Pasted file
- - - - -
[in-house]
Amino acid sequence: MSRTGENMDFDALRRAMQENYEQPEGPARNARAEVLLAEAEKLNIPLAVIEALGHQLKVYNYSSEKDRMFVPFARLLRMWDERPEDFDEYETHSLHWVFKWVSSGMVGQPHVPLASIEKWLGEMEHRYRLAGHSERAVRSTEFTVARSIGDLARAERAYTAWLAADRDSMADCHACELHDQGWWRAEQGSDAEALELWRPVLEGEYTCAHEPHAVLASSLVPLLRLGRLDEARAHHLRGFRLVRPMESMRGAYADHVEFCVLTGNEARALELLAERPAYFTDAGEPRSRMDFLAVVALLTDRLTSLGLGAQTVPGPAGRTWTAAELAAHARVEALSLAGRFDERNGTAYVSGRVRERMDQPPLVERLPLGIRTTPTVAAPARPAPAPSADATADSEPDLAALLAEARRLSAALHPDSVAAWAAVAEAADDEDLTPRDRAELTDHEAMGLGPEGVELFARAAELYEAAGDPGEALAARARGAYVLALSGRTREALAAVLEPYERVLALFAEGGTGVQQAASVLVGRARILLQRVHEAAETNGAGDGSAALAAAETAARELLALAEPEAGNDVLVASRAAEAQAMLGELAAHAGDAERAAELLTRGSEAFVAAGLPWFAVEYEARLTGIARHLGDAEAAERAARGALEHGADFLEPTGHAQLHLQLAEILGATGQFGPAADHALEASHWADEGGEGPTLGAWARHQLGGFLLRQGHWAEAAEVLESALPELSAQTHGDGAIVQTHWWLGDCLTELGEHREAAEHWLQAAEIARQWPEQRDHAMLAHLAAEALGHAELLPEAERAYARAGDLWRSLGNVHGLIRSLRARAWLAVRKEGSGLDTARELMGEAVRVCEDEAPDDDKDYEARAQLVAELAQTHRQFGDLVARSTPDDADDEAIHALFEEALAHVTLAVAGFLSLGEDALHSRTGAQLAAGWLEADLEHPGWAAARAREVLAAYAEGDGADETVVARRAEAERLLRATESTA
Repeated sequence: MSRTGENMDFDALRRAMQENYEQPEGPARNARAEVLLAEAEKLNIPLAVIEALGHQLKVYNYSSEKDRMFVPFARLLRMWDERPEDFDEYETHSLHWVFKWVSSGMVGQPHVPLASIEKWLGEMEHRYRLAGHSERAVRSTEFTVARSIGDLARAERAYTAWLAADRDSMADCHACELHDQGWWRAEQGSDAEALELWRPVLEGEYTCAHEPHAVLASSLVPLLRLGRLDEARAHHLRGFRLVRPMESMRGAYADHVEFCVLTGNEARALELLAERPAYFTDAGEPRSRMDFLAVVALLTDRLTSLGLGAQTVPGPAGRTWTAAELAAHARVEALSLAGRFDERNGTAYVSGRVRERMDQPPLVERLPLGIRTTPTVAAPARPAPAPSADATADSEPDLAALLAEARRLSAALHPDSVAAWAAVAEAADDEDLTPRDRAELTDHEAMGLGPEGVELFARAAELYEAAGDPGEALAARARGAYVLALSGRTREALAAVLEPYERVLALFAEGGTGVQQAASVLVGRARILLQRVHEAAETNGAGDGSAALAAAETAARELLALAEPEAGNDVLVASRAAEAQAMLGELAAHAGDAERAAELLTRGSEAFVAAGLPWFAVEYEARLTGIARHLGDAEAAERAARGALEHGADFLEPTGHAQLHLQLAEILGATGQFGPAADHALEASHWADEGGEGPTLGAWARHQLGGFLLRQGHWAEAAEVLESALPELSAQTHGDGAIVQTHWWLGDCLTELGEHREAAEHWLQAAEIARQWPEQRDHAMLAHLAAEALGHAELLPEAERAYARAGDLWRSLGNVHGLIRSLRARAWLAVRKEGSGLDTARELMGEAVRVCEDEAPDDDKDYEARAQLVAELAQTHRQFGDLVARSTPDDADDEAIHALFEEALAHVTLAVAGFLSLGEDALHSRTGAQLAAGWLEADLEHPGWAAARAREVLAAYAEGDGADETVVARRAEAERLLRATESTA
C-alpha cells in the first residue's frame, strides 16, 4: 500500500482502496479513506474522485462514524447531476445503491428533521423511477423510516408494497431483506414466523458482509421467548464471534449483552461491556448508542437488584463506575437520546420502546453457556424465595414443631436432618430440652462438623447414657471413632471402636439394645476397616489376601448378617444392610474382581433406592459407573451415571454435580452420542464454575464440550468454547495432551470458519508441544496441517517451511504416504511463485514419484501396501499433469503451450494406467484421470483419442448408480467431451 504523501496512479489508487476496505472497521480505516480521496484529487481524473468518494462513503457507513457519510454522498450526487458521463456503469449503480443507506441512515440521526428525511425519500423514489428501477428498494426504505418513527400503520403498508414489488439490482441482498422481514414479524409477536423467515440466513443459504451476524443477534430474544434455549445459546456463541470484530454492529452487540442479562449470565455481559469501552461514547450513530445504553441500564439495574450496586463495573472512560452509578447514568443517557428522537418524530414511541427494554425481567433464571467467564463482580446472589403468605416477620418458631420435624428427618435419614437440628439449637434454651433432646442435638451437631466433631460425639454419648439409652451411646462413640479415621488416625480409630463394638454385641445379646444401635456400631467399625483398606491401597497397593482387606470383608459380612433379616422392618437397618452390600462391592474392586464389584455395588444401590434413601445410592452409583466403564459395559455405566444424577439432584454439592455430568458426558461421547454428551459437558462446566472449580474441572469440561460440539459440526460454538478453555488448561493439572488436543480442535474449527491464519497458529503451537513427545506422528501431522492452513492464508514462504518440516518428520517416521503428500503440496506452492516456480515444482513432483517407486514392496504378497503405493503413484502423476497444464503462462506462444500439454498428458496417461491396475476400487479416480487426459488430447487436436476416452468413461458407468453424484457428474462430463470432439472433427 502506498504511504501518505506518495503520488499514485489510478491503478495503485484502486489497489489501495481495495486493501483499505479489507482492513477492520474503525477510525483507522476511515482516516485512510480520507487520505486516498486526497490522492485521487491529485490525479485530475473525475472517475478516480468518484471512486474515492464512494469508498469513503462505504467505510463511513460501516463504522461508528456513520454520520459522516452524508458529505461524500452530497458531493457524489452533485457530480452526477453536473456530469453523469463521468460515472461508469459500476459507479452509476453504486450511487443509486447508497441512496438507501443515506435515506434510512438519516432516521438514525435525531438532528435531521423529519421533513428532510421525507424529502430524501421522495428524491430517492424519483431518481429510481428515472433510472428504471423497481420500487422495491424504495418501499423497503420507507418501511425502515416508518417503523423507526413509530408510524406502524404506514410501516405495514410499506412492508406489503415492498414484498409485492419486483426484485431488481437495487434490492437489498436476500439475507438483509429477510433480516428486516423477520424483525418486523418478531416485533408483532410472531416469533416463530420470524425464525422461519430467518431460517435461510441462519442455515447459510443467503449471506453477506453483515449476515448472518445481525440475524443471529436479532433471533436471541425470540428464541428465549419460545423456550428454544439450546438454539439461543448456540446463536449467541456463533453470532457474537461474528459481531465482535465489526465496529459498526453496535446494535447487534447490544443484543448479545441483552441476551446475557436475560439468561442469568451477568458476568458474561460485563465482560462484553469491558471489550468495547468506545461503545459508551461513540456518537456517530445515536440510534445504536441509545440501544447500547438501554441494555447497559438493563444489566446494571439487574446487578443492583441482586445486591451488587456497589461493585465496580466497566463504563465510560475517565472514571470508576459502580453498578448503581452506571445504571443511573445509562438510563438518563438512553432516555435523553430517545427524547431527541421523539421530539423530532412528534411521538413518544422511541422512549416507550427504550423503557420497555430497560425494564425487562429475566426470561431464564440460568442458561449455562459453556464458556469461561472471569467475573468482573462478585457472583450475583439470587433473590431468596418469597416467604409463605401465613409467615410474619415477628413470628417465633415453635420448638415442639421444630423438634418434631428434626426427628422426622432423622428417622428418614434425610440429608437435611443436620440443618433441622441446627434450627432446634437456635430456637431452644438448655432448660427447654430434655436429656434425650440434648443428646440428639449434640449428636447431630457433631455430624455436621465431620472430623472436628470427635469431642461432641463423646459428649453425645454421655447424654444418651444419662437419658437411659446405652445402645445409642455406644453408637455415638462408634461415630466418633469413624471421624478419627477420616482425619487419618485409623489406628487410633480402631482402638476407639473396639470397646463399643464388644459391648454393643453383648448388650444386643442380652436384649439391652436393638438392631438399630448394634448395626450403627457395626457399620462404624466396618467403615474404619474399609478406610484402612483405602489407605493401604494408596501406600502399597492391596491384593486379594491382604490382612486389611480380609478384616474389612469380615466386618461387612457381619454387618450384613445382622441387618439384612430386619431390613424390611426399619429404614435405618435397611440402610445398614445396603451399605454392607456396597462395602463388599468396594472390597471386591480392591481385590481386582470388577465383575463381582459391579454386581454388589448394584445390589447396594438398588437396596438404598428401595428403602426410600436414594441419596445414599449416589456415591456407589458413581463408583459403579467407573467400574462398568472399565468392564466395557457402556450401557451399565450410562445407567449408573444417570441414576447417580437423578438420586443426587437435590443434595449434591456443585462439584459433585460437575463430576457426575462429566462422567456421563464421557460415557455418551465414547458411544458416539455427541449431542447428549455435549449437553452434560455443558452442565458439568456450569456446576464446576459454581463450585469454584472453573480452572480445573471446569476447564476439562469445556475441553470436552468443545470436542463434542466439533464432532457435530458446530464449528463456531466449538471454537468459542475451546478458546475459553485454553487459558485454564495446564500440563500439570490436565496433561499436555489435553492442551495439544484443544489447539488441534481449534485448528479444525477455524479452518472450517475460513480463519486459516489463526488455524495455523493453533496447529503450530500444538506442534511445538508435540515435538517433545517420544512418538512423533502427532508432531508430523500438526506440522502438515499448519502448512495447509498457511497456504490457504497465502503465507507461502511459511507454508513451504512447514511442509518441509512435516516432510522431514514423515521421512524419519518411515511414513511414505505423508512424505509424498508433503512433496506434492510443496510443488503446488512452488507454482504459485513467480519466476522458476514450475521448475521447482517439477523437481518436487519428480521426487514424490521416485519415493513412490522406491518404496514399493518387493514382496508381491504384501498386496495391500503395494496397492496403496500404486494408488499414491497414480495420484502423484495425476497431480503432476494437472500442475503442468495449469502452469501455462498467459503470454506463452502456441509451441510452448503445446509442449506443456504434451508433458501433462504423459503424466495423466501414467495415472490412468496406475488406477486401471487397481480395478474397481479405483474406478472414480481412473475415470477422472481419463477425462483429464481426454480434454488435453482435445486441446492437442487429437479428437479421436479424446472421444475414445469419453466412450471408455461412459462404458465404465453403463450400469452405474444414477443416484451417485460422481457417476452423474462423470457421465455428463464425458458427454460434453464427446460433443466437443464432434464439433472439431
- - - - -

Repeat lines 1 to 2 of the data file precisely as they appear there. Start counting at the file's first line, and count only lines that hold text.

[in-house]
Amino acid sequence: MSRTGENMDFDALRRAMQENYEQPEGPARNARAEVLLAEAEKLNIPLAVIEALGHQLKVYNYSSEKDRMFVPFARLLRMWDERPEDFDEYETHSLHWVFKWVSSGMVGQPHVPLASIEKWLGEMEHRYRLAGHSERAVRSTEFTVARSIGDLARAERAYTAWLAADRDSMADCHACELHDQGWWRAEQGSDAEALELWRPVLEGEYTCAHEPHAVLASSLVPLLRLGRLDEARAHHLRGFRLVRPMESMRGAYADHVEFCVLTGNEARALELLAERPAYFTDAGEPRSRMDFLAVVALLTDRLTSLGLGAQTVPGPAGRTWTAAELAAHARVEALSLAGRFDERNGTAYVSGRVRERMDQPPLVERLPLGIRTTPTVAAPARPAPAPSADATADSEPDLAALLAEARRLSAALHPDSVAAWAAVAEAADDEDLTPRDRAELTDHEAMGLGPEGVELFARAAELYEAAGDPGEALAARARGAYVLALSGRTREALAAVLEPYERVLALFAEGGTGVQQAASVLVGRARILLQRVHEAAETNGAGDGSAALAAAETAARELLALAEPEAGNDVLVASRAAEAQAMLGELAAHAGDAERAAELLTRGSEAFVAAGLPWFAVEYEARLTGIARHLGDAEAAERAARGALEHGADFLEPTGHAQLHLQLAEILGATGQFGPAADHALEASHWADEGGEGPTLGAWARHQLGGFLLRQGHWAEAAEVLESALPELSAQTHGDGAIVQTHWWLGDCLTELGEHREAAEHWLQAAEIARQWPEQRDHAMLAHLAAEALGHAELLPEAERAYARAGDLWRSLGNVHGLIRSLRARAWLAVRKEGSGLDTARELMGEAVRVCEDEAPDDDKDYEARAQLVAELAQTHRQFGDLVARSTPDDADDEAIHALFEEALAHVTLAVAGFLSLGEDALHSRTGAQLAAGWLEADLEHPGWAAARAREVLAAYAEGDGADETVVARRAEAERLLRATESTA